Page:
Hearts' tactics need altered to help under-performing players improve
Saturday's defeat to Kilmarnock means Hearts manager Craig Levein has once again being saddled with the "embattled" prefix in newspaper columns.
The Tynecastle crowd has been more vociferous in showing their discontent on prior occasions, but with owner Ann Budge not ready to, erm, budge from her stance that the board will continue to back the head coach for the time being, a feeling of apathy that's swallowing up the anger came across in the latest poor home showing.
So what can Levein do to get these fans back onside and ensure his remaining time in the job isn't shrouded in negativity?
After Saturday's loss, the main thing that stands out is the head-scratching starting XIs. For two weeks in a row Hearts fans have been perplexed by the way the team has shaped up and it certainly hasn't translated to success on the pitch as they looked to capitalise on the back-to-back victories over Hibs and Aberdeen.
Against St Mirren there were two full-backs in a back three, with two wingers at wing-back, in a 3-5-1-1. This was followed by the same system being used against Kilmarnock, but with no attacking midfielder in the central midfield three and two midfielders playing up front together.
Levein has pointed to chances missed in both matches and it's certainly true that neither performance was quite as listless as the Ross County encounter earlier in the campaign. But Hearts didn't look like dominating either game. Even with the injuries the squad has had to contend with, there is still enough quality in the team for them to be performing much better than they are.
Arguably the most important positions in a 3-5-2 or 3-4-3 are the wing backs. They have to contribute positively at both ends of the park. There needs to be defensive discipline, bags of energy and the ability to make things happen in the final third. As it stands, Hearts don't appear to have those players at present. Jake Mulraney is lacking on the defensive side (just see Kilmarnock's goal on Saturday for evidence), while Michael Smith, though he does his best, doesn't quite have the attacking arsenal to be a consistent menace in the final third. Aaron Hickey is probably the stand-out candidate, but he's still just 17 years old and playing in his first full season as a professional.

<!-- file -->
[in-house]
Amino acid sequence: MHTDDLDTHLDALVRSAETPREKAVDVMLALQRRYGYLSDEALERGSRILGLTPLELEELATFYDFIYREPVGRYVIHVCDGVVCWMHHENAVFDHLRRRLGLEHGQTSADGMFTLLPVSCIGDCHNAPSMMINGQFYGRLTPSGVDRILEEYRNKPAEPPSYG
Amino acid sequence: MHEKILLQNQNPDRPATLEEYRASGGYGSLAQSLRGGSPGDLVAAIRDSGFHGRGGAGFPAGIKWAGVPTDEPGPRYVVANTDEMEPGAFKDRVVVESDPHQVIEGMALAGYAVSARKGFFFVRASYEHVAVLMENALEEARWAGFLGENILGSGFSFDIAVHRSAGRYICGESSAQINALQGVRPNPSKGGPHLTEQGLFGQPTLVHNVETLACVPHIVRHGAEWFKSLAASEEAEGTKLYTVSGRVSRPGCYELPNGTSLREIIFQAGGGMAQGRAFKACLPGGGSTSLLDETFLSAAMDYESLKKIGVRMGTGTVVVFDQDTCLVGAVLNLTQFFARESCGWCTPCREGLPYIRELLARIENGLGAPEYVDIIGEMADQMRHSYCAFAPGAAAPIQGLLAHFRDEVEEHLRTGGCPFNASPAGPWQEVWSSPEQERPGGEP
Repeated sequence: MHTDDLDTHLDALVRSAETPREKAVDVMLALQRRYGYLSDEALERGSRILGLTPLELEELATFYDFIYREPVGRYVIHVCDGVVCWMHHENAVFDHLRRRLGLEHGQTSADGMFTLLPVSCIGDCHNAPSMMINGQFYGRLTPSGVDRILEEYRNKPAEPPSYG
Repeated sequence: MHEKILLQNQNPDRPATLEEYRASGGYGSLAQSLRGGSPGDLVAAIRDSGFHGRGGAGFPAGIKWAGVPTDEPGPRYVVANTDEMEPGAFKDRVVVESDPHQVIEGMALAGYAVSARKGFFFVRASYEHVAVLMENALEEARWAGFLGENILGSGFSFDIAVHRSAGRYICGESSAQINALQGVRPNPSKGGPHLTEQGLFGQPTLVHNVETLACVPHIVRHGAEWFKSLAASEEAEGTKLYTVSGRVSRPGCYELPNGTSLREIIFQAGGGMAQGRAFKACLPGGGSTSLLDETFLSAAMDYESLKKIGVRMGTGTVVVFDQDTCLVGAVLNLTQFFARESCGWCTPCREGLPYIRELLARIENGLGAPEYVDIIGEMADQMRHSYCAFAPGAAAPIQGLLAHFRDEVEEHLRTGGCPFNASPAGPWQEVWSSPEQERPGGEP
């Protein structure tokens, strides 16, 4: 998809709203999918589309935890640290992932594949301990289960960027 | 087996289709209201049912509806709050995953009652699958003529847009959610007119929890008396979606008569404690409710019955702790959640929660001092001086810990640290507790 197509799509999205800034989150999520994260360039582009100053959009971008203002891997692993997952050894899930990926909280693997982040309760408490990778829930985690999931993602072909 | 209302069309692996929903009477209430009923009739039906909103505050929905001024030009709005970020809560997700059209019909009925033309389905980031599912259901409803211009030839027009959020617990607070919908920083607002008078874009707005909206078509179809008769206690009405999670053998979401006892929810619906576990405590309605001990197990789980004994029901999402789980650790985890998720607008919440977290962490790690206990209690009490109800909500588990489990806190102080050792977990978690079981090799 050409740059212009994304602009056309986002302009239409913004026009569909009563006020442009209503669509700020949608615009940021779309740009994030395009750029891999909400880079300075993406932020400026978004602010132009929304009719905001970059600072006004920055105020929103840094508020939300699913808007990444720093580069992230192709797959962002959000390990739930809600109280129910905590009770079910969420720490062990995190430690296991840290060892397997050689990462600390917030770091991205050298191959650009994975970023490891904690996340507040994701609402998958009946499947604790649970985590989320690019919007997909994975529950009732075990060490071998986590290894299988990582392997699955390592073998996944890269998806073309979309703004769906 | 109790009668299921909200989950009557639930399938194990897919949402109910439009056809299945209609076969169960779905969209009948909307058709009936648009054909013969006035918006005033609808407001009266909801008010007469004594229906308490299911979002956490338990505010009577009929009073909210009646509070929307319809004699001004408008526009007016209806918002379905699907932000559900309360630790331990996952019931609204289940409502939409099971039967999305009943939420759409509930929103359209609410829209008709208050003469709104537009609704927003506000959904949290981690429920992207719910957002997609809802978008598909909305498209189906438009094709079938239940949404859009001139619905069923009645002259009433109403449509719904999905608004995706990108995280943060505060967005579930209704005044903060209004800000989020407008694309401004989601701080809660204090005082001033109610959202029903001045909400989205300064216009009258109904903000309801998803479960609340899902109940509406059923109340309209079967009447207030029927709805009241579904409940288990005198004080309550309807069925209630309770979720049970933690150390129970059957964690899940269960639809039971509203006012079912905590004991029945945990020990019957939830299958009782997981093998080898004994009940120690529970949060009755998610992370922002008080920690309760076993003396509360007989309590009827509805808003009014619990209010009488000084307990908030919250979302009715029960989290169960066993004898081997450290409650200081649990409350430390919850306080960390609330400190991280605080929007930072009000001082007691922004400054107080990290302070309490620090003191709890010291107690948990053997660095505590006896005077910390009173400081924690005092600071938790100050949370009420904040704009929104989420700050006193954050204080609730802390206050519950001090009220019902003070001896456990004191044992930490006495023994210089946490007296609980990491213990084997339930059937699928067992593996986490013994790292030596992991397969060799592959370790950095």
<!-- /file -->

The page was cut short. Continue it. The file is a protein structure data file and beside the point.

In order to facilitate the system on Saturday there were at least four players operating in an area outwith their comfort zone: Hickey at right-wing-back, Smith at centre-back, Mulraney at left-wing-back and Ryo Meshino up front. That's without including Christophe Berra and whether he is at his best playing on the left of a back three (he isn't) or Sean Clare as a No.10 without a striker in front of him who can effectively hold up play.
Over the course of 2019 there have probably been five matches where they've played well from start to finish: back-to-back victories against St Johnstone and Kilmarnock in January, Hibs at home in early April and Celtic in the Scottish Cup final (two games they lost, funnily enough) and the Betfred Cup triumph over Motherwell in August. They've played well in spells against other sides - typically against Aberdeen - but haven't managed to put it together for 90 minutes.
The St Johnstone and Killie wins came using the 3-4-3 system and there's a chance it's clouded Levein's judgement on the matter for the rest of the year, because Hearts have rarely looked good in the formation since then. The Hibs, Celtic and Motherwell matches all saw Hearts adopted a variation of a flat-back-four system. Even the recent victory at Easter Road was achieved by a change in the system as Levein introduced Callumn Morrison to Sean Clare and moved from a 3-4-3 to a 4-2-3-1.
The latter is a system that, on paper at least, seems to fit what's left of this injury-plagued squad. It allows Meshino to operate in his best position, which is essential at the moment because he's the most threatening attacker. It bolsters the defence by not only allowing Smith and Hickey to play in their natural roles, it also provides protection to the injury-depleted centre-back corps without sacrificing much in the way of attacking intent.
Of course, the manager can only do so much and the players need to take their share of the responsibility also. The defence has been incredibly leaky all season with individual mistakes being the main reason behind the majority of those conceded, while some of the attacking players also have to face up to the pressure on their shoulders also.
But it's the manager's job to put the players in the best possible situation in order to do that. For the team being, that ideal situation does not involve wing-backs.